Title:’ Tiny Pixels
Platform:’ Compatible with iPhone, iPod Touch, and iPad / Requires iOS 3.1.3 or later
Cost:’ $1.99 (iPhone, iPod Touch) or $2.99 (iPad) There is also a Free version called Tiny Pixels Lite, but it does not have all the features of the paid versions.

I have always admired video games and web comics that use pixel art. Until recently, I did not think there was anyway for me to create my own (horrible) pixel art except on graph paper, but then I discovered Tiny Pixels. If you are unfamiliar with pixel art, think of popular video games from the mid-1980s to early 1990s. Super Mario Brothers and The Legend of Zelda were both created in this pixel-by-pixel style. For more modern examples, you can see some amazing works of pixel art here at Koi Koi Koi, a digital visual arts magazine, or here at Noupe Design Blog.

Though the versions of Tiny Pixels for iPad or iPhone differ slightly, the differences are mainly related to the size of the screen. For example, Tiny Pixels for iPad has a selectable canvas size from 16×16 to 512×512 while the selectable canvas size for iPhone or iPod Touch is 16×16 to 300×300.

Some features available on all versions of the Tiny Pixels app that make it fun and useful:

  • An adjustable brush size makes it simple to draw fine lines or fill in large areas of the canvas at a time.
  • You can opt to show grid lines on the canvas so your straight lines are indeed straight and so you know exactly what pixel you are filling in.
  • There is a works gallery for the artist to store and view completed works.
  • Images can be saved and sent via email (png or jpeg), or exported to iPhoto albums (jpeg only). It is interesting to note that you can also import an image from your Photo albums to Tiny Pixels. This is great for creating pixilated self-portraits!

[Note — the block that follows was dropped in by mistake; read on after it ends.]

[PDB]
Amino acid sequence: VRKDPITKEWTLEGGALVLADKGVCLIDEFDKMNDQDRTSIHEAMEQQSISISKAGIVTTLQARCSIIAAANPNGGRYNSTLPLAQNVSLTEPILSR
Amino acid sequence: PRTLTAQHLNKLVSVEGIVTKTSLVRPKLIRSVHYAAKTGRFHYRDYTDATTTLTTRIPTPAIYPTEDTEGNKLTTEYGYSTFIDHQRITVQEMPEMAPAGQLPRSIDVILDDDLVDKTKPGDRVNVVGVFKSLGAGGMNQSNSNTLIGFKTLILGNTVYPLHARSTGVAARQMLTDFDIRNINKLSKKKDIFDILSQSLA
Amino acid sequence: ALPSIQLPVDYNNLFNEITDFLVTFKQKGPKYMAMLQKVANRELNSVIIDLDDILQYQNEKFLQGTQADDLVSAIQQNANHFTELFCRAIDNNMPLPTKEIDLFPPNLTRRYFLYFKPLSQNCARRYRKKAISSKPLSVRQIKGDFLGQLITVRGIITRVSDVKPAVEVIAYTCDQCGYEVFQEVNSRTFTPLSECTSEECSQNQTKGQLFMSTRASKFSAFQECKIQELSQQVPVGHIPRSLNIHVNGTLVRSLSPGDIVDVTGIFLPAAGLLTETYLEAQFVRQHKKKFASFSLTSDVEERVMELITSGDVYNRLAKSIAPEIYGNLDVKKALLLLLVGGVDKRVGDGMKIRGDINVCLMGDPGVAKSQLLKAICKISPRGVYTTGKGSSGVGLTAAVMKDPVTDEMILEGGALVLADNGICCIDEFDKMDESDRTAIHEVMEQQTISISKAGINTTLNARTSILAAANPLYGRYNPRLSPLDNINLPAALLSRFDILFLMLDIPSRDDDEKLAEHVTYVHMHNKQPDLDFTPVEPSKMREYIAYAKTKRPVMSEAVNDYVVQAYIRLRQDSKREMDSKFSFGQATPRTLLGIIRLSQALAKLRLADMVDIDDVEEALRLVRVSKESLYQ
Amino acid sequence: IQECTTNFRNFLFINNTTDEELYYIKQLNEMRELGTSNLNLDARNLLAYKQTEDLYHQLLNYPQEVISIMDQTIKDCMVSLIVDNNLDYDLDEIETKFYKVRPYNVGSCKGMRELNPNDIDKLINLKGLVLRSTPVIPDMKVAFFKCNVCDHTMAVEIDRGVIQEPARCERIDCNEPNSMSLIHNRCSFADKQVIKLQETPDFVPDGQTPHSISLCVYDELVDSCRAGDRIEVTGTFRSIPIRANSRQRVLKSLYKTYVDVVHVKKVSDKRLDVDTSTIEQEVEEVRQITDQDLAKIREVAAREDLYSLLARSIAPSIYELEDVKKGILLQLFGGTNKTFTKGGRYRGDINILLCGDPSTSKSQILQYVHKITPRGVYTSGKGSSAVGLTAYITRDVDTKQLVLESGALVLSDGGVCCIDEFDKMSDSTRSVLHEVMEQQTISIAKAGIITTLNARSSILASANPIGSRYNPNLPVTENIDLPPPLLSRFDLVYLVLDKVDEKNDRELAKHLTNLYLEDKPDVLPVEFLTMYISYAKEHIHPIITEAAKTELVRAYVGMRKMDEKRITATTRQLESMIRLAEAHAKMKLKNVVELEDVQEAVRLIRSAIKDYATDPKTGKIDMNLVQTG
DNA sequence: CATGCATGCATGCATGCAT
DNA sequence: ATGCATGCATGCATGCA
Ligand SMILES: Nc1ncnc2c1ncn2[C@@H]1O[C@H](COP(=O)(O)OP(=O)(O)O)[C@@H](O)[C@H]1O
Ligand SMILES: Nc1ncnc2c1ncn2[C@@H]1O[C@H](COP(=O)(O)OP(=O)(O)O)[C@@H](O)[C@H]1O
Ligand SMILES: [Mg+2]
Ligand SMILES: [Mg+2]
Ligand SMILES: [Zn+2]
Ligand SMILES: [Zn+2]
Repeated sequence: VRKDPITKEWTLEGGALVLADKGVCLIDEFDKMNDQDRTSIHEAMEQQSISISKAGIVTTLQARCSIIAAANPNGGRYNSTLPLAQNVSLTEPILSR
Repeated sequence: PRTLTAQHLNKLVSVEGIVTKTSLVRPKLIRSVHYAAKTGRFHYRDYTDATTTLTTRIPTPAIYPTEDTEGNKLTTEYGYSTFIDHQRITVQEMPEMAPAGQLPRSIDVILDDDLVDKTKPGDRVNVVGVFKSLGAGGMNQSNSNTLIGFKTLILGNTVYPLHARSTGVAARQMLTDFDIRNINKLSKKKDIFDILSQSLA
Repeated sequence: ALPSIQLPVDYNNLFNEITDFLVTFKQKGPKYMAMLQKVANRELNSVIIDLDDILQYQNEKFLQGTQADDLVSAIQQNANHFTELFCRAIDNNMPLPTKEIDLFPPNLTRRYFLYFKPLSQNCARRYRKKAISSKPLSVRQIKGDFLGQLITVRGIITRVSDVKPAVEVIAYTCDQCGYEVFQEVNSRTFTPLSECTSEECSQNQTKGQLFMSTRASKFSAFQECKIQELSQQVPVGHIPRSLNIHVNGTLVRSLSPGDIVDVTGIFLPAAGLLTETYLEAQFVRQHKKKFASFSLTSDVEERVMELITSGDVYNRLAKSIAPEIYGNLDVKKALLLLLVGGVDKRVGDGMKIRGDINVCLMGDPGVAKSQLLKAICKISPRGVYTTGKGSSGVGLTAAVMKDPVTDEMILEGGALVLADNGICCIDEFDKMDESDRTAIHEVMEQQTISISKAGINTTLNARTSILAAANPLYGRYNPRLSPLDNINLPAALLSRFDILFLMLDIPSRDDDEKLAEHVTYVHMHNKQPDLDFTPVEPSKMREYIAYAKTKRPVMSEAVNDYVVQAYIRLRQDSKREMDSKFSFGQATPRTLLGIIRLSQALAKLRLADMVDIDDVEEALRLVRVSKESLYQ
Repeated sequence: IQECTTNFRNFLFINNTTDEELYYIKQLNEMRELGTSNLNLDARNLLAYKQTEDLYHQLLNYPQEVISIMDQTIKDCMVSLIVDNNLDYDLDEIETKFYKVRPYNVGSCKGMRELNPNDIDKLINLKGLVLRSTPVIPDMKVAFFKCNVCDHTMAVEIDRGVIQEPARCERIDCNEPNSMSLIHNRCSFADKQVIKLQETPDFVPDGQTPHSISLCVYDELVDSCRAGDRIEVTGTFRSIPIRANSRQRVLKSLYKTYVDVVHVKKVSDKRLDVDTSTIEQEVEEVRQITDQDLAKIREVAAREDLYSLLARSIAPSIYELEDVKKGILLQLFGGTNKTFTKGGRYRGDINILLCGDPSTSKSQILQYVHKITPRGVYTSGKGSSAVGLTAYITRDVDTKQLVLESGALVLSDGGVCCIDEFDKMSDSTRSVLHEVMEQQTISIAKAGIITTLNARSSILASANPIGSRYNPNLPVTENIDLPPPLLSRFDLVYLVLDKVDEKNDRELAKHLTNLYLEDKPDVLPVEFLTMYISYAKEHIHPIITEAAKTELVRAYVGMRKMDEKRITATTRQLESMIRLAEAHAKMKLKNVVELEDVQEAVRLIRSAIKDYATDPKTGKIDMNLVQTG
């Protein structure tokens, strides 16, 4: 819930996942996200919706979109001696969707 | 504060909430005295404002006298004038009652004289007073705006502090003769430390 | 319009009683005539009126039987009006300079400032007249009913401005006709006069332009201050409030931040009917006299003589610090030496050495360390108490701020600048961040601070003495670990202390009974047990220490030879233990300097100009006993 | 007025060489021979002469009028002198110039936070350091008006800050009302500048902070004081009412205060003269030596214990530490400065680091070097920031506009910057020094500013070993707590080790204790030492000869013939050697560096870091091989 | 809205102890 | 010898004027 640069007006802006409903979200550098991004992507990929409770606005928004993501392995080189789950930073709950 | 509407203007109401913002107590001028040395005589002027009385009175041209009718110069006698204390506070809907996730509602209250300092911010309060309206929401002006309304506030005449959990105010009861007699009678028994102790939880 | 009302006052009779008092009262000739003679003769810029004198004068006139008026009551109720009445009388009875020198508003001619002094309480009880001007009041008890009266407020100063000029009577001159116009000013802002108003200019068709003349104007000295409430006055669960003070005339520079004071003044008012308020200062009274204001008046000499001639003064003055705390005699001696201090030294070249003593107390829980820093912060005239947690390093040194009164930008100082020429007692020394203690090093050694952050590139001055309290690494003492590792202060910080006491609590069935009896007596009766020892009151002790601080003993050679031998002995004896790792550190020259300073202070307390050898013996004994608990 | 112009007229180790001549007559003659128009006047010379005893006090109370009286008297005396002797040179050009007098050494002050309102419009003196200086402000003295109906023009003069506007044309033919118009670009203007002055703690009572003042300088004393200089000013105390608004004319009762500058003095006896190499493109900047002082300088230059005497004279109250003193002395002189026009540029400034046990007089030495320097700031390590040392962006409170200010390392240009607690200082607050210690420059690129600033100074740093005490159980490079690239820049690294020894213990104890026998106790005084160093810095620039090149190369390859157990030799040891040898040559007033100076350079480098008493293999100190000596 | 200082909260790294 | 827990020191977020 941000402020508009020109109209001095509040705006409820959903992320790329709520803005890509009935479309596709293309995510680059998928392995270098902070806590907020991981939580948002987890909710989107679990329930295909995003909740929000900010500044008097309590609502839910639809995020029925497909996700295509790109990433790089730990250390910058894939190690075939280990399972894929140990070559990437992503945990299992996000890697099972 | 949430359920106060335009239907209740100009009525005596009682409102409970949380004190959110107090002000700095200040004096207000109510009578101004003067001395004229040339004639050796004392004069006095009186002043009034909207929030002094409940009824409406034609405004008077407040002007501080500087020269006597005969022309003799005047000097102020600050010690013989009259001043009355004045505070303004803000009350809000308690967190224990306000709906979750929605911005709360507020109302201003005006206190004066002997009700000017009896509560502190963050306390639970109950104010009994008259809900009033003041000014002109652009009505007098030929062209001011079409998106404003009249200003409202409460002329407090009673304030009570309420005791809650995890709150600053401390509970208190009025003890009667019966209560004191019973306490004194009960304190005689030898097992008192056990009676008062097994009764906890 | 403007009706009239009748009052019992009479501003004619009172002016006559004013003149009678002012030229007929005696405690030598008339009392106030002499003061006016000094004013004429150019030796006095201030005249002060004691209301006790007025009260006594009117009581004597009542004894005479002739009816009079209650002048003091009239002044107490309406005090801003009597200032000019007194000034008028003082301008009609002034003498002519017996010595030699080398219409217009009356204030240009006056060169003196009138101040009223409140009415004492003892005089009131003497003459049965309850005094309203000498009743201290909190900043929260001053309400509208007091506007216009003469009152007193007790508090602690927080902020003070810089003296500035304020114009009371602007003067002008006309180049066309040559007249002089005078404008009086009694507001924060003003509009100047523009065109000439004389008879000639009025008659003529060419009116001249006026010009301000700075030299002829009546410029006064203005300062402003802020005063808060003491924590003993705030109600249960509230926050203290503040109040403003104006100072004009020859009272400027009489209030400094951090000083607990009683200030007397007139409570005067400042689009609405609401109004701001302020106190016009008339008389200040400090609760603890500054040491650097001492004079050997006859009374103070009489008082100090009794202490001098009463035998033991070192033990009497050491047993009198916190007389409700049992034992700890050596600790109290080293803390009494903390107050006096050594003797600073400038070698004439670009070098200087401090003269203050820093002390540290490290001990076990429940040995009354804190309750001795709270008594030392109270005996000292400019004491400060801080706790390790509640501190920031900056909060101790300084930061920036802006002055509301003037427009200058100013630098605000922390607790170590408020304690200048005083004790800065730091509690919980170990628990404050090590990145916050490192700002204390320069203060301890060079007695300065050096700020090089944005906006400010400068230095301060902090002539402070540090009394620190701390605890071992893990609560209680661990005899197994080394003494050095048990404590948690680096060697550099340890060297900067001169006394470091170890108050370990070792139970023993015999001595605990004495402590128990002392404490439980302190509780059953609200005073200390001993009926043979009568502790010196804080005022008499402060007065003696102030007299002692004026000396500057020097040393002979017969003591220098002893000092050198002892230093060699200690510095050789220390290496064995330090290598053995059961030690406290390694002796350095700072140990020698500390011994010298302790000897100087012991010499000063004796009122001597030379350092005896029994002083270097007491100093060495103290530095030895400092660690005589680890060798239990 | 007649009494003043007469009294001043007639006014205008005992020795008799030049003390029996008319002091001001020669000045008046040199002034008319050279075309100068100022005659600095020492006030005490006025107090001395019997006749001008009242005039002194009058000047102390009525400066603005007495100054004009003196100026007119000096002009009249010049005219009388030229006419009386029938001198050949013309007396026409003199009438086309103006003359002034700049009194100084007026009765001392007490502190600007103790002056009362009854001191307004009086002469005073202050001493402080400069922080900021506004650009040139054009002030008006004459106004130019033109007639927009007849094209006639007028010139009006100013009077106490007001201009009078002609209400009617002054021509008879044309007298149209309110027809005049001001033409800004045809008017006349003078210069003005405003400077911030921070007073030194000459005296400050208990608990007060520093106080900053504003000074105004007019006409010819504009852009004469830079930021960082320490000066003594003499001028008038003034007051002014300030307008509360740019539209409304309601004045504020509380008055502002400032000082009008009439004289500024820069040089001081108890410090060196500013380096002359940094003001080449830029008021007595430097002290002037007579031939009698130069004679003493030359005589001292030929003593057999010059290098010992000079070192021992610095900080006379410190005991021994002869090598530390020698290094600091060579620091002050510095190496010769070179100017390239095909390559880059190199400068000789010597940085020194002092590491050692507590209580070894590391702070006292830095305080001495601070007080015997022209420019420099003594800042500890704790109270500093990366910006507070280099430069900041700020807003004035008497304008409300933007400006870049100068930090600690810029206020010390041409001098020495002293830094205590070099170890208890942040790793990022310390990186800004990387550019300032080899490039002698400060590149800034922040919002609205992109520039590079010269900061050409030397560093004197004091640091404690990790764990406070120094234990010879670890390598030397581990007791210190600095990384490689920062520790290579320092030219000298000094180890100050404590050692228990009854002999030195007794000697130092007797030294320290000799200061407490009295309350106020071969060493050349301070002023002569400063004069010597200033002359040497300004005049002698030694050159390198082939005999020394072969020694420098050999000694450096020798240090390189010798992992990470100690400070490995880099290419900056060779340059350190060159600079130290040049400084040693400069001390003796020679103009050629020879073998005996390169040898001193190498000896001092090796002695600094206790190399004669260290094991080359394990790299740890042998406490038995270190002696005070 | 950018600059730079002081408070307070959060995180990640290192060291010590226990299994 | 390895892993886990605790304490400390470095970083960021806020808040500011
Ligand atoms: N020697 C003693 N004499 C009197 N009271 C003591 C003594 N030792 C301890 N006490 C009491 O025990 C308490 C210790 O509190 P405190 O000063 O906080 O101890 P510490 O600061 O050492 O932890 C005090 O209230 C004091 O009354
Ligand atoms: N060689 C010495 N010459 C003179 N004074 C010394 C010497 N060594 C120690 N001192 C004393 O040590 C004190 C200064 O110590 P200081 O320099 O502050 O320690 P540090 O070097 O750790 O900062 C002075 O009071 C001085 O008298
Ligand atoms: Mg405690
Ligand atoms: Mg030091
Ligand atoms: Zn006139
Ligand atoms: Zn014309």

Naturally, there are some things the creators of this app could improve:

  • There is a transparency tool, but as others in the app store comments have noted, it would be nice to be able to select transparency level in numeric form (10% transparent, 32% transparent, etc.).
  • Because today’s teens are most likely familiar with Photoshop, they might miss a layering feature. Tiny Pixels does not allow layering, and the addition of one might make this app more appealing to established Photoshop Artists.
  • There are not many features missing from this app, but the minor differences among platforms and in pricing could cause confusion.
  • The largest problem for me was my own ability to push single pixels. A stylus would easily solve this problem, but if one is not readily available, it is difficult to draw fine lines.

Though this app would be great to introduce during a graphic novel program (teens could use it to create their own superheroes, villains, city-scapes, or other images), I also see uses for this as a pattern creator. Knitting and other forms of needlework are increasingly popular, and this app could be used to create patterns for cross-stitching or embroidery.

If you know a teen that is an aspiring artist or graphic novelist, Tiny Pixels would be a great app for him or her. It could also be a great suggestion for teens that are already familiar with Photoshop, but are looking for new challenges.

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